Poor reproductive health is one of the barriers to development, affecting the health status of humans in the developing world, women are the most vulnerable groups to the consequences of poor reproductive health, and they face many reproductive health threats including pregnancy complication, sexually transmitted infection (STIs) and HIV/AIDS. Reproductive Health encompasses a wide range of events and conditions, which take place throughout the life span. Globally, more than half a million women die of complications due to pregnancy, child birth and postpartum period annually. Kistiana  noted that about 99 percent (533,000) of these deaths occur in developing regions, with sub-Saharan Africa and Southern Asia accounting for 86 percent of maternal deaths. In sub-Saharan Africa, it is estimated that 30 women die from complications of pregnancy and childbirth every hour of each day  . In other words, about 270,000 maternal deaths occur every year. Furthermore, the lifetime risk of maternal mortality in Africa is 1 in 26 . About 125,000 women and 870,000 newborn babies on the continent die annually in the first week after delivery , and more than two thirds of maternal deaths occur after delivery. Warren, et al.  found that 30 to 50 maternal morbidities occur for each maternal death.
The World Bank’s estimate of 630 per 100,000 maternal mortality ratio suggests that the maternal health situation for women in Nigeria is quite poor . With an estimated 59,000 maternal deaths annually, Nigeria contributes 10 percent of the world’s maternal deaths . Metiboba  noted that 1 in 80 women in Nigeria die as a result of pregnancy-related complications. Some hospital based studies in Nigeria revealed disparities in maternal mortality rates across the country. Among 2,728 deliveries in a teaching hospital, in Sagamu, Southwest Nigeria 75 maternal deaths occurred between 2000 and 2005. 267 maternal deaths occurred among 38,768 deliveries in the Jos teaching hospital (North central), between 1985 and 2001, 60 maternal deaths occurred between 2004 and 2008 in Enugu state teaching hospital, South east Nigeria . The situation is even more critical in Northern Nigeria, where strong cultural and religious beliefs and practices involving childbirth contribute significantly to maternal morbidity and mortality. Scholars like [10,18] have linked the high maternal mortality ratios to the inaccessibility of health services, lack of functional and effective health care systems, and more importantly, the non-use of modern maternal health care services, such as antenatal care, delivery care and postnatal care, that is why reproductive health information should be provided to pregnant women in order to reduce the number of deaths to occur, therefore, within this context, the study is conducted in order to survey the reproductive health information seeking behaviour among pregnant women going for antenatal in some selected hospitals in Kano Metropolis.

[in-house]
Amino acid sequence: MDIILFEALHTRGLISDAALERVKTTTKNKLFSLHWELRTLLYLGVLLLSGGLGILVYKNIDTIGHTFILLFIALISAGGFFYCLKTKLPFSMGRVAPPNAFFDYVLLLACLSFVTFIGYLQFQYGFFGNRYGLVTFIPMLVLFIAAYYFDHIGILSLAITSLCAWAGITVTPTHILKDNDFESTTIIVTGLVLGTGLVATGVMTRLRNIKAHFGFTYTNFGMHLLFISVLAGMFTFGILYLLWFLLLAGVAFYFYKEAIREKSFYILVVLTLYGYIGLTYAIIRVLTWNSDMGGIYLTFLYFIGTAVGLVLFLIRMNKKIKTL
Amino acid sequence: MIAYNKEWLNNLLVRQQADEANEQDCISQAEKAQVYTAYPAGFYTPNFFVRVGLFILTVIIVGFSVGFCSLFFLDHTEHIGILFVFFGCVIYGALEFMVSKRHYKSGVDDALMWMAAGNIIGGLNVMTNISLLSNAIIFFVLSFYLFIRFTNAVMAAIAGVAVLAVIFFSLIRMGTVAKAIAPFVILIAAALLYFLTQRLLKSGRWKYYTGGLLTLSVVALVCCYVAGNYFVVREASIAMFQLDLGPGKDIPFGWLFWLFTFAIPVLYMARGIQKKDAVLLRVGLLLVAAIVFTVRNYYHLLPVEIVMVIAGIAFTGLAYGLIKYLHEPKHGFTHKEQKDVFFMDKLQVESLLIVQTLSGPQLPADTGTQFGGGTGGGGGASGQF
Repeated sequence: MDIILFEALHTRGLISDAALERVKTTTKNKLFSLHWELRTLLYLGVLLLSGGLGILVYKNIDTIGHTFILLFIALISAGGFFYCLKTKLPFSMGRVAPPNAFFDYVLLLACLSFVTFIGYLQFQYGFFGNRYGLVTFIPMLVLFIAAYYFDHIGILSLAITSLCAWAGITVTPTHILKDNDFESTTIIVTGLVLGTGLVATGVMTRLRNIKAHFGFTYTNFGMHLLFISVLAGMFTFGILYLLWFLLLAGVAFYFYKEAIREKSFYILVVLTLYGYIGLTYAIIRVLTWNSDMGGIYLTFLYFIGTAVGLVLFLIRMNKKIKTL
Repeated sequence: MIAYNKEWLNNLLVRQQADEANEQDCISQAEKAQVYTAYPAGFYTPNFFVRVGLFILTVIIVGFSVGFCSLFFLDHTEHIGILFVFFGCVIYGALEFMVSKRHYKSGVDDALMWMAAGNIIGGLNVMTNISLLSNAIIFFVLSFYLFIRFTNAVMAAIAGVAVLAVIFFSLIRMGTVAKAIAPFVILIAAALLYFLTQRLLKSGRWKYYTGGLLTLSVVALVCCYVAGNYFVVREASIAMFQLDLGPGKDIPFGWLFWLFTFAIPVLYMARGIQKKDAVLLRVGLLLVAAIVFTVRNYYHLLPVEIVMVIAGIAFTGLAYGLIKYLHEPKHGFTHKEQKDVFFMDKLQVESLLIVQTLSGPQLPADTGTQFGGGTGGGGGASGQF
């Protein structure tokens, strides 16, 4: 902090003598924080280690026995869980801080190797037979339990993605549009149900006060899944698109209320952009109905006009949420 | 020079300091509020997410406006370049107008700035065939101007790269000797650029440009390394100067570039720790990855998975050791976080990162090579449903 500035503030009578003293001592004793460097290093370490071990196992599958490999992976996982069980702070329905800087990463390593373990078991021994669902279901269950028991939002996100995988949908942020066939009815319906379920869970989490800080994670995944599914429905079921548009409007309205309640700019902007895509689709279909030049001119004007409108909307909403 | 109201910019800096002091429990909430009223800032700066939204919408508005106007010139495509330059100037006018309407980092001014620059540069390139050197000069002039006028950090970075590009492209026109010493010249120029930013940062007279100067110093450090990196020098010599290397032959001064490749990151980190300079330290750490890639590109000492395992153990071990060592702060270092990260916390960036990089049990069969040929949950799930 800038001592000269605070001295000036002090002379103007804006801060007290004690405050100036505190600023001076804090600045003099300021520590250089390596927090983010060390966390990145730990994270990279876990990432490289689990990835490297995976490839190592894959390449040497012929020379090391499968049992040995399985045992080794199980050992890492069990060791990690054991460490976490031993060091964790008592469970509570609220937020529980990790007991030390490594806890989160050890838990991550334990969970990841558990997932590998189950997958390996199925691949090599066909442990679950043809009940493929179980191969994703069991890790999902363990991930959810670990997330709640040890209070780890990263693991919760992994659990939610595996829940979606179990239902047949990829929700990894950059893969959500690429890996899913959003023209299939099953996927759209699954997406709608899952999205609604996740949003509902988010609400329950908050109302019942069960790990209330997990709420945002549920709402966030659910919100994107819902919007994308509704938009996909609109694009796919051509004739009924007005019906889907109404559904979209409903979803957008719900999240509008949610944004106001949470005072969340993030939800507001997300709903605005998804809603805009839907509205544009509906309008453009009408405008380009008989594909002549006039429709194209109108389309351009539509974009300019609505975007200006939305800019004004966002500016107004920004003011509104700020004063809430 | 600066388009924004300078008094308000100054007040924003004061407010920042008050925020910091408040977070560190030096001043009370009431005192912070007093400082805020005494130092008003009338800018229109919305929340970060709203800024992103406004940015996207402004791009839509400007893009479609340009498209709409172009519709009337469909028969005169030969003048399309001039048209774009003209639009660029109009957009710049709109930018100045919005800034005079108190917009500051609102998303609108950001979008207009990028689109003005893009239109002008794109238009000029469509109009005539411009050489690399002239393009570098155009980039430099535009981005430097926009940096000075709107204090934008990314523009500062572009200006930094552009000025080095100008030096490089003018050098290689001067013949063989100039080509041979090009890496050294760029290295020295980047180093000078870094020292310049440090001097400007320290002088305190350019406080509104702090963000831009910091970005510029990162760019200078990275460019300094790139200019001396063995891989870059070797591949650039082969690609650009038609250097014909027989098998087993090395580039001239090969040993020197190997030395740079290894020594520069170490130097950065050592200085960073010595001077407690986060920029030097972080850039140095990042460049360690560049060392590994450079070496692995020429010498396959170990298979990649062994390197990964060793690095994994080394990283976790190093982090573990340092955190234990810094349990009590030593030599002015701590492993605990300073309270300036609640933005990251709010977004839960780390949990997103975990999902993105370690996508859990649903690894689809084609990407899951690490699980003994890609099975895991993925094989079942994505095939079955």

Jiyane  observed that a number of factors create problems when accessing information by any community, especially in the peri-urban community. He articulated that most information and access is from the media, such as radio, television, books, magazine, posters, health centers, community groups and clubs. However, illiteracy, poverty, unemployment and poor infrastructure, hinder rural community to access information in the peri-urban communities. The findings of the research also revealed that during antenatal care, some women prefer having access to modern technology, such as ultrasound scans so as to enable pregnancy more positive, which will guarantee the baby’s live in the womb. Infertility on the other hand is found both in men and women but it is a particular burden in women. Such pressure to reproduce is intense in agrarian societies, which have a high demand for labour. Just as beliefs and practices regarding fertility and culturally patterned, birth itself is a cultural production as noted by . Gazali, et al.  identified low self-esteem and socio-demographic factors as among the problems faced by women when seeking information.
They state that there are many challenges women face in order to access health and maternity information. The social and economic status is another contributing factor in this country where poverty levels have increased in previous years, also the physical access, cost and lack of ability to use information and illiteracy, has made it impossible for illiterate women especially having easy access to information relating to women’s health and maternity issues. A study conducted by  revealed that the barriers to accessing information include the use of medical terminology by the information source, which the information seeker may not understand. Furthermore,  also affirm that low levels of literacy and the understanding of medical information constitute to the barriers of health information seeking. Going by the preceding observation, there is a lacuna in the literature regarding reproductive health information seeking behaviour among pregnant women in Kano Metropolis, which the current study is conceived.
The Basic Tools of Scientific Inquires
Based on the problem statement, the following research questions are set:
1. What are the sources of reproductive health information used by pregnant women in Kano metropolis?
2. How useful were the sources of maternal information to pregnant woman in Kano metropolis?
3. How early do pregnant women attend antenatal clinics?
4. What are the outcomes of antenatal information seeking behaviour among pregnant women in Kano metropolis?